A national organ transplant program from cadaveric donors will help save hundreds of patients with very low quality of life, for example, people with chronic renal failure who have to regularly receive hemodialysis throughout their lives, Armenian Health Minister Arsen Torosyan told reporters.
According to him, the organ transplant program is expected to be implemented in the next 2-3 years and requires preparing infrastructures, an electronic health system, and also solving a number of legal issues before the implementation
"With this program we will save the lives of people who today have a very, very low quality of life. These are primarily patients with chronic renal failure receiving hemodialysis," he said.
According to him, today about 1000 patients in Armenia receive hemodialysis, and without an organ transplant program from cadaveric donors, they are forced to go to the hospital every four days to get hemodialysis. A kidney transplant will provide these people with a higher quality of life.
First of all, according to the minister, the emphasis will be on kidney transplants. To date, such transplants are made in the country only from living donors, and recently the number of transplants has grown by 2 times. Only in the Arabkir medical center, according to the minister, two kidney transplants are done every month.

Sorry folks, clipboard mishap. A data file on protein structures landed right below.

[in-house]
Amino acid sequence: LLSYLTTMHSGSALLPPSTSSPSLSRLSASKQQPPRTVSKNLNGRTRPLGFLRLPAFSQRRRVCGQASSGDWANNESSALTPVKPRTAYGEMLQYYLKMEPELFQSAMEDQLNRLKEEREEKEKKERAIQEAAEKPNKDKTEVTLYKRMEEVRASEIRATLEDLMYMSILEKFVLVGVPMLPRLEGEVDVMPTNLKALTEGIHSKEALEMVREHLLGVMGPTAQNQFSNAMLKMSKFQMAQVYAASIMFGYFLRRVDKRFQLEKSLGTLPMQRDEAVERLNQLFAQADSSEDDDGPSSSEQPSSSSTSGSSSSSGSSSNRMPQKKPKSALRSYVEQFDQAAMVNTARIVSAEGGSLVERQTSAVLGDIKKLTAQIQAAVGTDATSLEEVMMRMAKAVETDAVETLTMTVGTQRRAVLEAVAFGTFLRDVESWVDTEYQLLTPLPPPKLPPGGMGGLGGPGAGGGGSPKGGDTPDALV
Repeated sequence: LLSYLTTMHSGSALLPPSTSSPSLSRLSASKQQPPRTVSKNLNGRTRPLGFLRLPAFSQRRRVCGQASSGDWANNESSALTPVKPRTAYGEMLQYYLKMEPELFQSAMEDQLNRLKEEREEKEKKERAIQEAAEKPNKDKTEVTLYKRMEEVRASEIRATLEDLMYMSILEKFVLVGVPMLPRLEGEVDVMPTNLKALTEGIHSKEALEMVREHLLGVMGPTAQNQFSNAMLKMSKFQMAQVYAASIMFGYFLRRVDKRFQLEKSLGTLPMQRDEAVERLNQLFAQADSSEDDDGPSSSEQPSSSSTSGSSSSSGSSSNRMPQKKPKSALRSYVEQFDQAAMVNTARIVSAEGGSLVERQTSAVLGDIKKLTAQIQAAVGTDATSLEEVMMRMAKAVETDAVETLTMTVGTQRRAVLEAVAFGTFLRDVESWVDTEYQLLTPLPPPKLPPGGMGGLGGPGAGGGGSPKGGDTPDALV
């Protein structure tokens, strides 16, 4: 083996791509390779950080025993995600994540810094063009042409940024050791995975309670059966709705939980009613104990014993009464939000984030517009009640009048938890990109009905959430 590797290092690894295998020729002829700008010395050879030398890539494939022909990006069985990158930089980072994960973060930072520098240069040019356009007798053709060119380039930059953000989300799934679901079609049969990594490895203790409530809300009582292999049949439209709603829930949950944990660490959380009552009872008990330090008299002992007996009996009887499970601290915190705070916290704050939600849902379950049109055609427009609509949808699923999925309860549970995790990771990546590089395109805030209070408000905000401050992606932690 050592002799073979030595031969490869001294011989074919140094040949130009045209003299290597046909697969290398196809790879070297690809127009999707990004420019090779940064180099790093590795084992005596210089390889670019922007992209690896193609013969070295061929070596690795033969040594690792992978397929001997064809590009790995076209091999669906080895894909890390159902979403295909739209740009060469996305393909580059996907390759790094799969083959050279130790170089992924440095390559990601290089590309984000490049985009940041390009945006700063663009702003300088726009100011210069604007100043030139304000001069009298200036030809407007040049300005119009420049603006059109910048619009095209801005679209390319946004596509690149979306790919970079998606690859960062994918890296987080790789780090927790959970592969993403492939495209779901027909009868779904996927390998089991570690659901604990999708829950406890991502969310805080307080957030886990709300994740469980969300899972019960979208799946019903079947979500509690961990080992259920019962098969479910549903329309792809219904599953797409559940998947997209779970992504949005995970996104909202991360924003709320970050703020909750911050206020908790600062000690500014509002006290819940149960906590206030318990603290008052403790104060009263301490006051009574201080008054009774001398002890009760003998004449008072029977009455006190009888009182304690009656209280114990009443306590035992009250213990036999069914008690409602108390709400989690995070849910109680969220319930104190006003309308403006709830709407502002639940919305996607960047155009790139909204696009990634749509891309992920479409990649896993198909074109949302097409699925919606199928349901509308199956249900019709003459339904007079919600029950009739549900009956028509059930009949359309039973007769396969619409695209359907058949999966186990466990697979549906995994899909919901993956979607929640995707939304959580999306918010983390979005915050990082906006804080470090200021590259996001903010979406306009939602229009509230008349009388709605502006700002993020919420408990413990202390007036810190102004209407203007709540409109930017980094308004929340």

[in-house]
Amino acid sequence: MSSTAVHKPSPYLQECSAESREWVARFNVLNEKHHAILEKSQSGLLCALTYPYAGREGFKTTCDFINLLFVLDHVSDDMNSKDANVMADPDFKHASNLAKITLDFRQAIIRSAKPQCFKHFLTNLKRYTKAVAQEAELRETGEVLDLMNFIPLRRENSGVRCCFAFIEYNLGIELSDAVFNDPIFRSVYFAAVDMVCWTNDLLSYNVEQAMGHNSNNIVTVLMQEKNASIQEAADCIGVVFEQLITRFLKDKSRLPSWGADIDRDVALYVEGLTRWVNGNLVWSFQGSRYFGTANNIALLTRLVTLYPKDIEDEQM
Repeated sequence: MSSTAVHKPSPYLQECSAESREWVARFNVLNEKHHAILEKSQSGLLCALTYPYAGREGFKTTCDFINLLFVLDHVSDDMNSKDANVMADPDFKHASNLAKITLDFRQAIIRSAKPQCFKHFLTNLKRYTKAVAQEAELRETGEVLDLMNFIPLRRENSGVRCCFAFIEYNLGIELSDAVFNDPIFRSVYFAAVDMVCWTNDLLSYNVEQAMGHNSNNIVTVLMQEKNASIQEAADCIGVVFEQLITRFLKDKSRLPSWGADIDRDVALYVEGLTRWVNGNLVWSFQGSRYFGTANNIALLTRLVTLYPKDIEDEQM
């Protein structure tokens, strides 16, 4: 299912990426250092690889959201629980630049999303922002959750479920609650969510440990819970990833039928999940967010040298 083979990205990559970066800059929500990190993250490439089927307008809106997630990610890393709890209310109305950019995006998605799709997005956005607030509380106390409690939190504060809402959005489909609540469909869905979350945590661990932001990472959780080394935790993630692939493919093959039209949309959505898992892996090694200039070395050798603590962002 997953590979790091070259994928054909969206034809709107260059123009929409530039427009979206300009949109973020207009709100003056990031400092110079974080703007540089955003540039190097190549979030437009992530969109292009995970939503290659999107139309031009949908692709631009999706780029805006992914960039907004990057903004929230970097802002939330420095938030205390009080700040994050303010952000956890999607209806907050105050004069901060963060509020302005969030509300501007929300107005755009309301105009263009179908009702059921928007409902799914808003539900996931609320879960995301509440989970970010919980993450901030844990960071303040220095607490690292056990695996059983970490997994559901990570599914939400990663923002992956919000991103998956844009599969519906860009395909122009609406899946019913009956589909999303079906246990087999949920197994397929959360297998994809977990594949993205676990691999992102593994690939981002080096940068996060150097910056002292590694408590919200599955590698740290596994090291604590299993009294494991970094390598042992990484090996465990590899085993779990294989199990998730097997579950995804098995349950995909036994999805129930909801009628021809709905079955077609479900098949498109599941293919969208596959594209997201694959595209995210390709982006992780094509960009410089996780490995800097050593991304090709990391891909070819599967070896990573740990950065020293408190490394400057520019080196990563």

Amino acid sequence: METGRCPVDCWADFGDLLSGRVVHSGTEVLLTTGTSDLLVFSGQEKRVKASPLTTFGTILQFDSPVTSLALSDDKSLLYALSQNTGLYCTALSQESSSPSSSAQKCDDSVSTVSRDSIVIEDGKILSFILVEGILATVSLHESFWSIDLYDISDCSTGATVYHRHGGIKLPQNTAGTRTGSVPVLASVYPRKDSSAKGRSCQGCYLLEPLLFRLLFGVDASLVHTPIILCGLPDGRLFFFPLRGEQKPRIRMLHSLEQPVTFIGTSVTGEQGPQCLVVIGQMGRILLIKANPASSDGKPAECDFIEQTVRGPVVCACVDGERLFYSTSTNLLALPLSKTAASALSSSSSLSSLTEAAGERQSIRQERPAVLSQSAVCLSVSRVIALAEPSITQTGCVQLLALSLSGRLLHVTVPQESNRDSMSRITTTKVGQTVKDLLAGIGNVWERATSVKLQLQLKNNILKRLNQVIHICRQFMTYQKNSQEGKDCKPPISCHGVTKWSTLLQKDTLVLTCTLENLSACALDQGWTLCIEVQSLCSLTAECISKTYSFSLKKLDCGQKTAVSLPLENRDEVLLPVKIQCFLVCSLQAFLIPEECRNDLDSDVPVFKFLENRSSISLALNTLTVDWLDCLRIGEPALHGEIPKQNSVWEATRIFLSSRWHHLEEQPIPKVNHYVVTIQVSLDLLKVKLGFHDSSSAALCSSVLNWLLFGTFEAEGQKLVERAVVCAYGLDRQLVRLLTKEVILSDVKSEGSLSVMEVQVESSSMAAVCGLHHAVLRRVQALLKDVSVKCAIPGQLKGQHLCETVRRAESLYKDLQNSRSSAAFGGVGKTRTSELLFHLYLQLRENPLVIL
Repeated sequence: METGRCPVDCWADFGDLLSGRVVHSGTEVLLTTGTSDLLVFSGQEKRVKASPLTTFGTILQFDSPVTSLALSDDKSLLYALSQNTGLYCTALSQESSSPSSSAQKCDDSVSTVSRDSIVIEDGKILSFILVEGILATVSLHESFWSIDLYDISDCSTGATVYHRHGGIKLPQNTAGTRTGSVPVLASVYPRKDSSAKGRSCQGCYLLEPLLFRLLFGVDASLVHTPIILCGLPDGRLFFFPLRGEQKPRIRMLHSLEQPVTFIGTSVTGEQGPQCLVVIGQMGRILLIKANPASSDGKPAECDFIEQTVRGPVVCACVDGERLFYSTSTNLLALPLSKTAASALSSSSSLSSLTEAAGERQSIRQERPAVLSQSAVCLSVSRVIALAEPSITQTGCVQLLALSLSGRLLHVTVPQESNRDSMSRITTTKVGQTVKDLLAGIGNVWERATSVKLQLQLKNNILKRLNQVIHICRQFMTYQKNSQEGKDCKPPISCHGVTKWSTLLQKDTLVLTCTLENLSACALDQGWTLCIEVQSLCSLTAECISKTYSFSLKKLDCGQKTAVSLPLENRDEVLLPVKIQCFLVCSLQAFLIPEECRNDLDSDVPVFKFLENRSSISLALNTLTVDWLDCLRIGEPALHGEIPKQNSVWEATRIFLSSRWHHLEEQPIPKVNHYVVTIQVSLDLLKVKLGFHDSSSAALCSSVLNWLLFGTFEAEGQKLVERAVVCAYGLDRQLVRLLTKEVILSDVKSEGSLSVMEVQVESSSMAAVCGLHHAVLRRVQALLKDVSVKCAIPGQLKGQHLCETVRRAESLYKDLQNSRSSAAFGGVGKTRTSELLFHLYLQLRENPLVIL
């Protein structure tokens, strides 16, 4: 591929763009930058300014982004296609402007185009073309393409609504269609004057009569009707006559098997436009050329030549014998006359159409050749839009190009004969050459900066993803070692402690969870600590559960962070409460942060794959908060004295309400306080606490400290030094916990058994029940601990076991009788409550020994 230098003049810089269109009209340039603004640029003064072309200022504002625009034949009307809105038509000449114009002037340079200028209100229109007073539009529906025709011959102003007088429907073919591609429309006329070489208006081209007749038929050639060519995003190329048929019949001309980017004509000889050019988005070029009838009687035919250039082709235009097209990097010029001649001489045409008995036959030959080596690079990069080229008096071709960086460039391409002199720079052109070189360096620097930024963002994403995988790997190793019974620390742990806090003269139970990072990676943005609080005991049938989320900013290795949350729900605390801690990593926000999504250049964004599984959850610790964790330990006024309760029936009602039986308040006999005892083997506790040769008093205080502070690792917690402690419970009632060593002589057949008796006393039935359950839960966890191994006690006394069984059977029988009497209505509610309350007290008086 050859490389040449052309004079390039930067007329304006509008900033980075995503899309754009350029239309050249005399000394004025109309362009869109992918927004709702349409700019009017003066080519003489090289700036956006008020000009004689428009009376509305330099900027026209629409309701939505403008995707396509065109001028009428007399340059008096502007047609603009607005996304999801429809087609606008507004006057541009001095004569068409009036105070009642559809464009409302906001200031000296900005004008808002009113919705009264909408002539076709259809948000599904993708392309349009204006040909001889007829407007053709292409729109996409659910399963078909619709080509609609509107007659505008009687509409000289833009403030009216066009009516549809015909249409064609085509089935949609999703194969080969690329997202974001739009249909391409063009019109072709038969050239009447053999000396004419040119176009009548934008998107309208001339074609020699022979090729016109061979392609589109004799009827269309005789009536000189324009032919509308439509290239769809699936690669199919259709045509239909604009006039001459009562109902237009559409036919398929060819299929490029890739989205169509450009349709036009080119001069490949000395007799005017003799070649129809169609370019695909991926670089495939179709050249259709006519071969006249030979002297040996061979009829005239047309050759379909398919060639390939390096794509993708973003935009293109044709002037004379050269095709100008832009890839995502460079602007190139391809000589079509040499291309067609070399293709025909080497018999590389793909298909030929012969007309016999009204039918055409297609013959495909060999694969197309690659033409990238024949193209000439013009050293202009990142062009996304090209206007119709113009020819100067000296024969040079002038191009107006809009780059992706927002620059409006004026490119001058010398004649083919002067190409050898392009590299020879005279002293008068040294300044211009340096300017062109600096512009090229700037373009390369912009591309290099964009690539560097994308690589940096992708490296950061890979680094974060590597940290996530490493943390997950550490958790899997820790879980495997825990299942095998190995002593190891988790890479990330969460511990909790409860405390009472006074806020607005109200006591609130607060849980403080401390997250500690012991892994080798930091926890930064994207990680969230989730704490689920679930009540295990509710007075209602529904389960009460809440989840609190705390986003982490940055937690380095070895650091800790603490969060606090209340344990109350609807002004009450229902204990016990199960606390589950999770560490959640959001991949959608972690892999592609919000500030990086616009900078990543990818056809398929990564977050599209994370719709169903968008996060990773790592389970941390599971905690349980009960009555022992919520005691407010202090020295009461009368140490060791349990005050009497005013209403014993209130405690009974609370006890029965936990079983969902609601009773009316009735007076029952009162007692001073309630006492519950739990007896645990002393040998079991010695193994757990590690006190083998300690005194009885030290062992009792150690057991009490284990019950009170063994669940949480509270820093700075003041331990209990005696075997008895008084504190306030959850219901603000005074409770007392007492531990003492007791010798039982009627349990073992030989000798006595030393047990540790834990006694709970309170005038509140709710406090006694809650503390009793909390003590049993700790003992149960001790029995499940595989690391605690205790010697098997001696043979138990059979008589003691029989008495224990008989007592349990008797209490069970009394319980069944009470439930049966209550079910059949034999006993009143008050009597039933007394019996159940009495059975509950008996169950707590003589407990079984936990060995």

According to the minister, the corneal transplantation has been done in Armenia for a long time, but the cornea was brought from abroad. If the cadaveric donation program works, more corneas will appear at the doctors' disposal and more patients will have access to this operation.
As for the transplantation of other organs - the liver, heart, lungs, pancreas, and so on - these surgeries are more complicated, but it will be necessary to start doing them too. Moreover, colleagues from Belarus, where this sphere is very developed, will help the Armenian specialists with the implementation of the program and with the first transfers. Just the other day they will help to conduct a second liver transplant in Armenia here - this time to an underage patient.